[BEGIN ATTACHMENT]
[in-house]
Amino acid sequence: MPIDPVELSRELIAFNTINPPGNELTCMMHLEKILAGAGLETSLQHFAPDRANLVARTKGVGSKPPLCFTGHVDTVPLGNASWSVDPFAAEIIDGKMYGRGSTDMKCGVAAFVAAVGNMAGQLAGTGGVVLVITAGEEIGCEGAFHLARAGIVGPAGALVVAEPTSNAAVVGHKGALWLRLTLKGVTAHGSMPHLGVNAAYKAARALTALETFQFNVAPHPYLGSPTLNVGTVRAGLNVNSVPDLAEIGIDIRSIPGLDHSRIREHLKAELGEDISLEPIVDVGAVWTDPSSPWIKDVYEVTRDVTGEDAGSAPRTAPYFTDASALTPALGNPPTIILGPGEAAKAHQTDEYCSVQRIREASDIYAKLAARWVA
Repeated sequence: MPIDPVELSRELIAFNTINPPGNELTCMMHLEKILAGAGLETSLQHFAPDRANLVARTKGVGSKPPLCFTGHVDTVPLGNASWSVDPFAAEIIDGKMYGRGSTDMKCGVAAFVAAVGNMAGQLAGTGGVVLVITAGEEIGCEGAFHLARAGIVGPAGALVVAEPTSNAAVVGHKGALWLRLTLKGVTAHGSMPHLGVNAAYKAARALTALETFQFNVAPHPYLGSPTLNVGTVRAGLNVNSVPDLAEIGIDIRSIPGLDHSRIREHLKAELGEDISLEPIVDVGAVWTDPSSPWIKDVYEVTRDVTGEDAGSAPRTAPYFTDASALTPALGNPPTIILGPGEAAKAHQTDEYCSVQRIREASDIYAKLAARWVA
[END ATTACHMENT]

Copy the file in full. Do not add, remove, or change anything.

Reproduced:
[in-house]
Amino acid sequence: MPIDPVELSRELIAFNTINPPGNELTCMMHLEKILAGAGLETSLQHFAPDRANLVARTKGVGSKPPLCFTGHVDTVPLGNASWSVDPFAAEIIDGKMYGRGSTDMKCGVAAFVAAVGNMAGQLAGTGGVVLVITAGEEIGCEGAFHLARAGIVGPAGALVVAEPTSNAAVVGHKGALWLRLTLKGVTAHGSMPHLGVNAAYKAARALTALETFQFNVAPHPYLGSPTLNVGTVRAGLNVNSVPDLAEIGIDIRSIPGLDHSRIREHLKAELGEDISLEPIVDVGAVWTDPSSPWIKDVYEVTRDVTGEDAGSAPRTAPYFTDASALTPALGNPPTIILGPGEAAKAHQTDEYCSVQRIREASDIYAKLAARWVA
Repeated sequence: MPIDPVELSRELIAFNTINPPGNELTCMMHLEKILAGAGLETSLQHFAPDRANLVARTKGVGSKPPLCFTGHVDTVPLGNASWSVDPFAAEIIDGKMYGRGSTDMKCGVAAFVAAVGNMAGQLAGTGGVVLVITAGEEIGCEGAFHLARAGIVGPAGALVVAEPTSNAAVVGHKGALWLRLTLKGVTAHGSMPHLGVNAAYKAARALTALETFQFNVAPHPYLGSPTLNVGTVRAGLNVNSVPDLAEIGIDIRSIPGLDHSRIREHLKAELGEDISLEPIVDVGAVWTDPSSPWIKDVYEVTRDVTGEDAGSAPRTAPYFTDASALTPALGNPPTIILGPGEAAKAHQTDEYCSVQRIREASDIYAKLAARWVA